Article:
You know, when you think about it, the short feature format is kind of appropriate for Catholic filmmakers with a message to pass on. After all, the theme of this series of posts has been that the films being produced reflect the forms of worship familiar to their makers, so naturally the Catholic movies would be shorter than their Protestant counterparts what with most Catholic homilies being typically briefer than Protestant sermons. In fact, it was only a couple of years ago that Archbishop Nikola Eterovic, the current secretary general of the Synod of Bishops, suggested that a typical homily should run no longer than 8 minutes in length. I know, I know, that probably sounds horrifying to some Protestants (though possibly to others it may sound like paradise), but all we’re really doing is worshiping in the same way Christians have for over two centuries.

St. Justin Martyr, writing somewhere around the year 155, described early Christian worship this way. “On the day we call the day of the sun, all who dwell in the city or country gather in the same place. The memoirs of the apostles and the writings of the prophets are read, as much as time permits. When the reader has finished, he who presides over those gathered admonishes and challenges them to imitate these beautiful things. Then we all rise together and offer prayers* for ourselves… And for all others, wherever they may be, so that we may be found righteous by our life and actions, and faithful to the commandments, so as to obtain eternal salvation. When the prayers are concluded we exchange the kiss. Then someone brings bread and a cup of water and wine mixed together to him who presides over the brethren. He takes them and offers praise and glory to the Father of the universe, through the name of the Son and of the Holy Spirit and for a considerable time he gives thanks (in Greek: eucharistian) that we have been judged worthy of these gifts. When he has concluded the prayers and thanksgivings, all present give voice to an acclamation by saying: ‘Amen.’ When he who presides has given thanks and the people have responded, those whom we call deacons give to those present the “eucharisted” bread, wine and water and take them to those who are absent.” Now if that isn’t describing the Mass, I don’t know what is. Who knows, maybe the early Christians decided to start keeping the Liturgy of the Word short after that guy dozed off during one of St. Paul’s marathon expositions and fell out a window to his death (Acts 20:9). But whatever the reason, modern Catholics still follow their lead, revering Sacred Scripture and devoting part of Sunday worship to its study, but giving the most focus to the Eucharist. Which, you know, considering what we believe about the Eucharist, isn’t that bad a thing.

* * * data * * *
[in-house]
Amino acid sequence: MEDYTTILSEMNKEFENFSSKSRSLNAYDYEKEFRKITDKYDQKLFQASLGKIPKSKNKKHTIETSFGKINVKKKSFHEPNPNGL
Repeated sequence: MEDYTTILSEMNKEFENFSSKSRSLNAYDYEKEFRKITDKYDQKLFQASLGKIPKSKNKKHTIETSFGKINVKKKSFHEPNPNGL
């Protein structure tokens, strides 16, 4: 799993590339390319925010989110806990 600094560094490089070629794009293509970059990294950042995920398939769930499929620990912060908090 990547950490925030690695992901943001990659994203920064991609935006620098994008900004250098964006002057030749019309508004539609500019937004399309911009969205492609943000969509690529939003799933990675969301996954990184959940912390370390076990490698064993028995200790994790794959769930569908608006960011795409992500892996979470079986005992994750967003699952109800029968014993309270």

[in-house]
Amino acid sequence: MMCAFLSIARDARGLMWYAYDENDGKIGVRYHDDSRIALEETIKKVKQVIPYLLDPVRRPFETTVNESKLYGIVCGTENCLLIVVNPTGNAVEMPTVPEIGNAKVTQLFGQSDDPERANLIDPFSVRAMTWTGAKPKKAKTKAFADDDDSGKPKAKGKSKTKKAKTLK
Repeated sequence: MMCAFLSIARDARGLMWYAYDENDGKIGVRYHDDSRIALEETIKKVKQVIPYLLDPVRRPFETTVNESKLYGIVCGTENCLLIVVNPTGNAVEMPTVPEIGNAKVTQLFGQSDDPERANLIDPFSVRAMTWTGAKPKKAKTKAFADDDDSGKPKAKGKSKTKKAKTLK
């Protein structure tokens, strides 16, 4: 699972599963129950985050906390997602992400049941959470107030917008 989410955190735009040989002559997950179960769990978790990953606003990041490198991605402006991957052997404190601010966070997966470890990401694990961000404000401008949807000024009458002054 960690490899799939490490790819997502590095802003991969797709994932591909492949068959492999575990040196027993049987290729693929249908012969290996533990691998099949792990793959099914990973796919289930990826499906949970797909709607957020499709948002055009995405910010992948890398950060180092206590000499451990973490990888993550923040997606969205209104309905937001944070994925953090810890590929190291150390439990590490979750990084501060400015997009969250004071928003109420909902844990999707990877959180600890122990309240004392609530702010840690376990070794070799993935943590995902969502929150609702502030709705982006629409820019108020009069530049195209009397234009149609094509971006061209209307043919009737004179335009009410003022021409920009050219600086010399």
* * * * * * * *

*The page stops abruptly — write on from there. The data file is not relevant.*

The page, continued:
Anyway, I hope everybody has enjoyed our brief detour into the wacky world of low budget religious filmmaking. If I run across any more like these (and rest assured, there’ll always be more), I’ll be happy to pass them along. Until then, I’m sure there’ll be plenty of secular made silliness to keep us occupied.

David